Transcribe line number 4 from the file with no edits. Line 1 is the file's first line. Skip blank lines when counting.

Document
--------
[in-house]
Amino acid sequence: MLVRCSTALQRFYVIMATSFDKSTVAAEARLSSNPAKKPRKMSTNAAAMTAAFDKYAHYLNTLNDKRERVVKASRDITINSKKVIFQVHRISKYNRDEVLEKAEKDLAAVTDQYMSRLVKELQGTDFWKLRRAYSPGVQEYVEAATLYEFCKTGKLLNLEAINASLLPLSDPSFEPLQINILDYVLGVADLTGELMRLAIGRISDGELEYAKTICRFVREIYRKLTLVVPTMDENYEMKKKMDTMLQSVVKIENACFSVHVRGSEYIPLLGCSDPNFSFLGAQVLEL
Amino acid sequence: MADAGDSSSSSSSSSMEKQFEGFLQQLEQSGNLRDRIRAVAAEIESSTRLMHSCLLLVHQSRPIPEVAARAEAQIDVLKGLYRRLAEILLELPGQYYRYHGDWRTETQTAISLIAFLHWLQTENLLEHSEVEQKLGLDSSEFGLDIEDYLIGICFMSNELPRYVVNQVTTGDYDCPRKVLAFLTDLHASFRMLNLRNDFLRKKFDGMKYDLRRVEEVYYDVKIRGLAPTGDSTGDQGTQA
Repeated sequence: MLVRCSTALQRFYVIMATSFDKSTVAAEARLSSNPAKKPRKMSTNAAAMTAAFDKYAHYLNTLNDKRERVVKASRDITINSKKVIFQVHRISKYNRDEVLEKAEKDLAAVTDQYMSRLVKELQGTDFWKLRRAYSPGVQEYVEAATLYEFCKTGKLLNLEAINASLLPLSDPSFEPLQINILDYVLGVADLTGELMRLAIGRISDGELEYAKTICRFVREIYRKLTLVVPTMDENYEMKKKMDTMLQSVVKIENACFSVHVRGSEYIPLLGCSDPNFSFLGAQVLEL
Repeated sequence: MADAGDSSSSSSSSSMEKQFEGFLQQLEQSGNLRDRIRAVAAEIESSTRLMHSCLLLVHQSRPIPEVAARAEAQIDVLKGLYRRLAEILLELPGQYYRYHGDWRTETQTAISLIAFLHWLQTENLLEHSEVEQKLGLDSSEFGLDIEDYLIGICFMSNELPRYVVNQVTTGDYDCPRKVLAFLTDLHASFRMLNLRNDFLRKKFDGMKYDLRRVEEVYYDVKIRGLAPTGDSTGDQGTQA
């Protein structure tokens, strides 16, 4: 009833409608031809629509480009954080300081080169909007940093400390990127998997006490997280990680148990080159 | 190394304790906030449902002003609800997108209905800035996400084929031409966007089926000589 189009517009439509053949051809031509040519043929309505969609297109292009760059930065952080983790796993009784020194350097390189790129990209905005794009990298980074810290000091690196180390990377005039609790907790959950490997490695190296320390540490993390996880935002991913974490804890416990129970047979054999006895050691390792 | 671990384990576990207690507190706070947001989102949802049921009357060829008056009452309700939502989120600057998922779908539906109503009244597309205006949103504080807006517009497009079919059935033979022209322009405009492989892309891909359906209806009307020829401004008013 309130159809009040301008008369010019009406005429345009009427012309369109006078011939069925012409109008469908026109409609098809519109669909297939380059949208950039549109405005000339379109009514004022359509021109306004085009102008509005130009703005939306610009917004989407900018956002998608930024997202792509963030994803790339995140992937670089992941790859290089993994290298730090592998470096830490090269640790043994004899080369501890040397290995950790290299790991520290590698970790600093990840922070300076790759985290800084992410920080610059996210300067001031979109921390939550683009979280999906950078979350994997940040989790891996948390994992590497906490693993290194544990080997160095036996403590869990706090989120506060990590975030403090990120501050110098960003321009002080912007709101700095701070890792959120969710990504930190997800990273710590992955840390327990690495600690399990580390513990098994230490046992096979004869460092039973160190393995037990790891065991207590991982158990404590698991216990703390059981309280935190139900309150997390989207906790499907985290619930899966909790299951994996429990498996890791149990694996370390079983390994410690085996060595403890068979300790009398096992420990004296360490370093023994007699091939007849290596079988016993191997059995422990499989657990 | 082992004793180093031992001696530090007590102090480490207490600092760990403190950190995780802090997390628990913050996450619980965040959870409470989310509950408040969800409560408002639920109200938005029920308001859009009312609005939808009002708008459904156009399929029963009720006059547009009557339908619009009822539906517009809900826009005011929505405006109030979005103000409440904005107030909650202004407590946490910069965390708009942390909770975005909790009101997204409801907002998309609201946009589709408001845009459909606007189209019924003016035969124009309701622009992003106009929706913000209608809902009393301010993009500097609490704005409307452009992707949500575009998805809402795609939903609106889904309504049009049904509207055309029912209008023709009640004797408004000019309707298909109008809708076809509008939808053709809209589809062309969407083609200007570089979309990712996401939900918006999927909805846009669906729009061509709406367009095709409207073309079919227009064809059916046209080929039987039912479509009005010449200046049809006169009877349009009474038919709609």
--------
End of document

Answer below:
Repeated sequence: MLVRCSTALQRFYVIMATSFDKSTVAAEARLSSNPAKKPRKMSTNAAAMTAAFDKYAHYLNTLNDKRERVVKASRDITINSKKVIFQVHRISKYNRDEVLEKAEKDLAAVTDQYMSRLVKELQGTDFWKLRRAYSPGVQEYVEAATLYEFCKTGKLLNLEAINASLLPLSDPSFEPLQINILDYVLGVADLTGELMRLAIGRISDGELEYAKTICRFVREIYRKLTLVVPTMDENYEMKKKMDTMLQSVVKIENACFSVHVRGSEYIPLLGCSDPNFSFLGAQVLEL